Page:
The Taylor Wessing Photographic Portrait Prize is one of the most prestigious photography awards in the world, celebrating the very best in contemporary portrait photography.
This year the exhibition will take place at the new arts hub Cromwell Place, London, from 10 November 2021 to 2 January 2022. The winner of the top prize will get £15,000 and will be announced on 8 November 2021. This year saw over 5,300 entries from 2,215 photographers worldwide.
The shortlist of photographers has just been announced so let’s have a look at the talent shall we…
Entitled Rosemary & Thyme, Ilina’s series of portraits celebrates positive body image and questions notions of masculinity and femininity by highlighting their fluidity. Themes of identity and gender expression are central to Ilina’s work and the series subverts time-honoured tropes of representation in Western art by depicting male sitters in poses traditionally found in portraits of females. The portrait ‘David’ is a particular standard which impressed the judges namely for its modern subversion of Renaissance references;
“From Velázquez to Ingres, painters have portrayed men in positions of power, or as muscular heroes in battle, whereas females are often pictured naked and reclining, communicating softness, weakness and openness to gaze,” explains Ilina. ‘I wanted to borrow the so-called feminine body language from those paintings and juxtapose it with male sitters. Being physically and emotionally strong still dominates Western ideologies and expectations of ‘real men’, but it’s important that contemporary men have the right to be vulnerable and gentle, and not feel ashamed of that.”
De Pibrac’s series is entitled, “Hakanai Sonzai”, meaning ‘I, myself, feel like an ephemeral creature’. It reflects Pibrac’s belief that “his sitters’ forbearance is rooted in a national culture of fatality and awareness of impermanence”. shortlisted large-format portraits were taken in Japan, where he spent eight months accompanied by his wife and children. Travelling to the country’s most troubled regions, he focused his lens on people who exhibited fortitude in the face of adversity. In Fukushima, he photographed residents still exiled from their contaminated homes following the nuclear meltdown a decade ago. Other portraits were taken in the former mining town Yubari, once known as the country’s capital of coal, now devastated by colliery closures and depopulation.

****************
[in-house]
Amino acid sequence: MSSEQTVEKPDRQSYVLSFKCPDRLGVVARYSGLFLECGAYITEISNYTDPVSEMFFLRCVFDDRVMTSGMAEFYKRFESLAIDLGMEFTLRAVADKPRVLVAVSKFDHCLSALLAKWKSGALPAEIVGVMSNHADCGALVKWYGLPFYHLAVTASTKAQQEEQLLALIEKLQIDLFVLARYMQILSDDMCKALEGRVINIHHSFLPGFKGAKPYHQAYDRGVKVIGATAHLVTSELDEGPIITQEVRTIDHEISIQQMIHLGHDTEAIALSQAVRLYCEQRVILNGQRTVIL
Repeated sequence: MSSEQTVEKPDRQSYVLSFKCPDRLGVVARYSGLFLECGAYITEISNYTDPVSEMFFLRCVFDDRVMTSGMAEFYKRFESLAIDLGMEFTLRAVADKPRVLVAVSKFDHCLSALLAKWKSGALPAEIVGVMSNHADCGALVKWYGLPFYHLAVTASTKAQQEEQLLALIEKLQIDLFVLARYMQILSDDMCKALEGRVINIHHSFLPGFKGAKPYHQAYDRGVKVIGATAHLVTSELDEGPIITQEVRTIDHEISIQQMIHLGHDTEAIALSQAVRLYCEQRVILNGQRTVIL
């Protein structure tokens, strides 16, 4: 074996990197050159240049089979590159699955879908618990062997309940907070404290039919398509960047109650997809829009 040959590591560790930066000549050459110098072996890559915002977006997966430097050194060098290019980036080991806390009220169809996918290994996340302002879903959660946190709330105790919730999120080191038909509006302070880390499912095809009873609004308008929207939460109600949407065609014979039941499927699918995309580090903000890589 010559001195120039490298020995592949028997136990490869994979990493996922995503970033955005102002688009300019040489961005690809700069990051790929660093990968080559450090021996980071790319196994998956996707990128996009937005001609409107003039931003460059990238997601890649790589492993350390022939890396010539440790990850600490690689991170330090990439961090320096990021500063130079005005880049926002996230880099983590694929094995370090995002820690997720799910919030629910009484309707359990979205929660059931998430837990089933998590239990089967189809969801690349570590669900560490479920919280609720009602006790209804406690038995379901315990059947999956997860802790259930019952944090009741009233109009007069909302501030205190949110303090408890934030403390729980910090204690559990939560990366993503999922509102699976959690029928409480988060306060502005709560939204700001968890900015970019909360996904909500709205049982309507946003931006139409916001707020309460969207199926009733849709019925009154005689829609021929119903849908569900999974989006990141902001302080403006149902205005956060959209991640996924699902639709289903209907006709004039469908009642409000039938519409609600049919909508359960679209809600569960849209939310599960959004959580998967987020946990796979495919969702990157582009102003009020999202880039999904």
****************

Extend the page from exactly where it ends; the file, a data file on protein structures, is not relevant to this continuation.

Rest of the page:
“Each portrait emanates from long discussions I had with my subjects about a painful event in their lives,’ he says. ‘In all the pictures I forbid any movement as if they are trapped by their surroundings with no visible escape.”
Australian Prichard enters with a series of portraits of First Nation women who spent most of their working lives as stock women on cattle stations in Far North Queensland.
Working for over 25 years, Prichard has documented indigenous peoples for much of his career and was commissioned to create the series by Normanton council in Queensland following a well-received 2019 exhibition that showcased First Nation rodeo riders in the region. Prichard wishes to shine a light on the indigenous community in Australia as their way of life is often unrecorded.
“Any level of investigation into Australian history reveals the years of trauma that indigenous people have suffered,” Prichard says. “One can only imagine what stock women endured, living in remote areas, in a world dominated by white colonial culture and law. I wanted to produce portraits that were dignified, strong and beautiful, and worthy to represent these women today and into the future.”
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